Are homestead houses protected in bankruptcy?

Your homesteaded house is an exempt asset under the bankruptcy code. Therefore, it's protected so long as you pay your mortgage and your property taxes.

Are there debts that I cannot discharge through bankruptcy?

There are various debts that are non-dischargeable in bankruptcy. For example, most taxes are non-dischargeable, but some taxes can be discharged depending on the circumstances. Student loans are generally non-dischargeable absent hardship and criminal penalties are non-dischargeable as well.

Can a bankruptcy filing help me get back my suspended license?

In certain circumstances a bankruptcy filing can help you get back a suspended license. For instance, where you've been in a car accident that's your fault and you don't have the proper insurance, and your license is suspended as a result. If you file a bankruptcy you can get your license reinstated.

Can I discharge medical bills in bankruptcy?

The good news is medical bills are dischargeable in bankruptcy. Unfortunately, medical bills are a major reason that drive people into bankruptcy attorneys' offices nationwide.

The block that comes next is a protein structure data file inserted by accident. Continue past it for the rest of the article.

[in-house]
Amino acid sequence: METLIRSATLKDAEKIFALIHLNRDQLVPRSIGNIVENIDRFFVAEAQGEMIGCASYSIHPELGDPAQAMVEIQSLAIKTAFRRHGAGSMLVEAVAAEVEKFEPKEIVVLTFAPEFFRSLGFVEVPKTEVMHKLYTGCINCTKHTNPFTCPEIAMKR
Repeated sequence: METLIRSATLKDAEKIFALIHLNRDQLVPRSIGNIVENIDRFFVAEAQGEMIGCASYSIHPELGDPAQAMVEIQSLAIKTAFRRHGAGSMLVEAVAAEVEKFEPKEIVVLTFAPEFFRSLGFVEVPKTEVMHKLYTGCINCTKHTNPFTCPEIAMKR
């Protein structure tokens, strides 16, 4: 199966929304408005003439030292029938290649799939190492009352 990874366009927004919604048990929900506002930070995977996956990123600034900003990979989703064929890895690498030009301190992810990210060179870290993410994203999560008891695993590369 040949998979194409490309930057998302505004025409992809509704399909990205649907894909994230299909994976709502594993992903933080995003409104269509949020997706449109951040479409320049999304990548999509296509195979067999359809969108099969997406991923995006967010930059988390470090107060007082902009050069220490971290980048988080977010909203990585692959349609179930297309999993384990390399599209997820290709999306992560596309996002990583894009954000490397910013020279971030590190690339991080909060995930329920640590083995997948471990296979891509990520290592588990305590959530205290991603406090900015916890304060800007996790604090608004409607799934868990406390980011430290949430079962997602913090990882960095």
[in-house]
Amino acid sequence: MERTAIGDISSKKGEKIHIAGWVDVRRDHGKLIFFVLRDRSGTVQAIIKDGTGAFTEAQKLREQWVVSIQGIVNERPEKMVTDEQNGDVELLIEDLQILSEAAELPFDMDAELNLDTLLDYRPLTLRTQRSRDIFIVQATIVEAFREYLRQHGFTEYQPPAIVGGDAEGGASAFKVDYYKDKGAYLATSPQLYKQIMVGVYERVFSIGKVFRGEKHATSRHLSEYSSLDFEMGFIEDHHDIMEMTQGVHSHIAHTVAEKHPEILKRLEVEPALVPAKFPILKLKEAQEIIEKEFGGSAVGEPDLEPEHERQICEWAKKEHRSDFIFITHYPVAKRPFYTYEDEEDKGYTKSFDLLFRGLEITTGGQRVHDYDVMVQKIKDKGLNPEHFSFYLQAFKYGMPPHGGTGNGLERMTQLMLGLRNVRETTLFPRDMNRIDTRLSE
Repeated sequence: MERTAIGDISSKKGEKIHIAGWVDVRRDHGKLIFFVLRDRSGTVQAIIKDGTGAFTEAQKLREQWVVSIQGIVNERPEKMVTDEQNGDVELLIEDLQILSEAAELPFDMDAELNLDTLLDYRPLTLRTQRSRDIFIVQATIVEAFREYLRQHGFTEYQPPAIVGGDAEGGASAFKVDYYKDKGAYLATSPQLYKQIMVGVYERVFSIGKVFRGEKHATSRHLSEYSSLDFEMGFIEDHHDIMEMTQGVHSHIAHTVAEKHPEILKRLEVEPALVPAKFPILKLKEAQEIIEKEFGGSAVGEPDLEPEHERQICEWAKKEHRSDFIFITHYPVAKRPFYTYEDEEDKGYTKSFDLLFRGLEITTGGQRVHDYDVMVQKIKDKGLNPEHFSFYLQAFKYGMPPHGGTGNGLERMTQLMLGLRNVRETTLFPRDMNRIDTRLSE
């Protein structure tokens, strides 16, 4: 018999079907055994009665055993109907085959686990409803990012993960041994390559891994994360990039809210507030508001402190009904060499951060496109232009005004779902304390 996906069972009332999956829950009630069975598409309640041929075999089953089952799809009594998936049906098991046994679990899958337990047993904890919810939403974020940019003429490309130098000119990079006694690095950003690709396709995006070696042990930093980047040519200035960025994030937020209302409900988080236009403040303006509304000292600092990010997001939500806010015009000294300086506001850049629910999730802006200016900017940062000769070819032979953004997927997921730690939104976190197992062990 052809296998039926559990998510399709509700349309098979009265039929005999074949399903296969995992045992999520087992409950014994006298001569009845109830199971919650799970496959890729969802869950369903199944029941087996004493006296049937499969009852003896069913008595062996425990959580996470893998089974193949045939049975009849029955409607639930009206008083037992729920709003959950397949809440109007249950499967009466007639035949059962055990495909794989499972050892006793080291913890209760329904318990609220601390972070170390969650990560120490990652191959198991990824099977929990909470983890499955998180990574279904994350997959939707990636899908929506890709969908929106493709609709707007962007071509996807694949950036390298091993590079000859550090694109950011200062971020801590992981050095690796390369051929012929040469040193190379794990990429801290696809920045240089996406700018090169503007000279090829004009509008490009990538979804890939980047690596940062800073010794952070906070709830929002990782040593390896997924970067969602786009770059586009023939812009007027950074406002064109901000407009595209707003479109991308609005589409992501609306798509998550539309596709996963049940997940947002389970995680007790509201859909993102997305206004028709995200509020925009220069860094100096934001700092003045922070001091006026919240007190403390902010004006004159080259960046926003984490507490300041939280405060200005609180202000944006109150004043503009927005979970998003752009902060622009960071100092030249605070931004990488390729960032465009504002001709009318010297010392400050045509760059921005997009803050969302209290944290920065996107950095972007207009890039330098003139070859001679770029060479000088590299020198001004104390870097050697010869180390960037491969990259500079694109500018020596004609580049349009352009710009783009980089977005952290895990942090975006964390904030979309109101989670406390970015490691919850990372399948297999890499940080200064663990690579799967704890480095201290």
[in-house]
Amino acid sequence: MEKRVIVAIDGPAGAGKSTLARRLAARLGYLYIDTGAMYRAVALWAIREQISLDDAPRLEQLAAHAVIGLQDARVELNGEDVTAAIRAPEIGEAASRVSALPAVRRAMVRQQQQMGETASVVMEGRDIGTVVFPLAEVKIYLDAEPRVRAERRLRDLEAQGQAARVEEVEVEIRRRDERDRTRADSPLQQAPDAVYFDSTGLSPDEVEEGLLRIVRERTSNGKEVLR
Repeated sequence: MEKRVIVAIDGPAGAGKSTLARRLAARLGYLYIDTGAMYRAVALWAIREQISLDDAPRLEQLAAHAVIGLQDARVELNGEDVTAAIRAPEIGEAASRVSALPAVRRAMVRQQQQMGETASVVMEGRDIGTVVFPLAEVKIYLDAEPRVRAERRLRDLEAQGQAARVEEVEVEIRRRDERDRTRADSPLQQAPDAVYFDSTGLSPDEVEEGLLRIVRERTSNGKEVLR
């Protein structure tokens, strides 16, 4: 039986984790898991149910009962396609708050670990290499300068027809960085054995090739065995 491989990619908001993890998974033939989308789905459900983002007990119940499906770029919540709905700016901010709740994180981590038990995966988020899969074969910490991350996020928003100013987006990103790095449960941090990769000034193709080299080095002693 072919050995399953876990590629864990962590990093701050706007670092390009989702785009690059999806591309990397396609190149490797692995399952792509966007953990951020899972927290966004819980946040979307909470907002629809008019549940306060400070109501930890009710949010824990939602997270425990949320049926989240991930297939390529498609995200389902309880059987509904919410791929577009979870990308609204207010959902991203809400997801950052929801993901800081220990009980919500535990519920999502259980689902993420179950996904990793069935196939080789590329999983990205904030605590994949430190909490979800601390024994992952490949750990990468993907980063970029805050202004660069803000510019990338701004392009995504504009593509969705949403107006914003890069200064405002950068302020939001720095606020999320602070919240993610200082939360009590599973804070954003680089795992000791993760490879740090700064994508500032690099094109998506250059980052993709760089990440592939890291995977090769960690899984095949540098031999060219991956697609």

Can I get bankruptcy relief from my student loans?

Generally student loans are non-dischargeable, which means absent a hardship your student loans survive a bankruptcy and you must repay them. A hardship is very difficult to prove so if you have facts and circumstances that you think amount to a hardship, it's important that you discuss these facts with your attorney.

Can I get credit after bankruptcy?

Yes, you can get credit after filing bankruptcy. Bankruptcy actually helps repair your credit because all the old bad debt is discharged and you have a new life before you so your lenders should be looking at your income to debt ratio and how you've handled your debt since filing the bankruptcy.

Can I keep my car if I file for bankruptcy?

If you're making payments on your car and wish to continue to do so you'll be able to keep your car in a bankruptcy. If you own your car outright, and you have significant equity, talk to your lawyer about the various options you have when filing bankruptcy.

Can I lose my IRA, 401k, or other retirement accounts in bankruptcy?

IRA, 401ks and other retirement accounts are exempt assets in bankruptcy. Therefore, you get to keep those when you file a bankruptcy. If you're thinking about liquidating those accounts in an attempt to pay your debt and prevent filing bankruptcy, please consult with an attorney before doing so.

Can I repay debts owed to relatives before filing for bankruptcy?

Generally, you should not repay debts to relatives before filing a bankruptcy. However, there are certain limited circumstances where repaying a relative is appropriate. You should discuss your particular circumstances with your lawyer.

Does a previous bankruptcy prevent me from filing for bankruptcy again?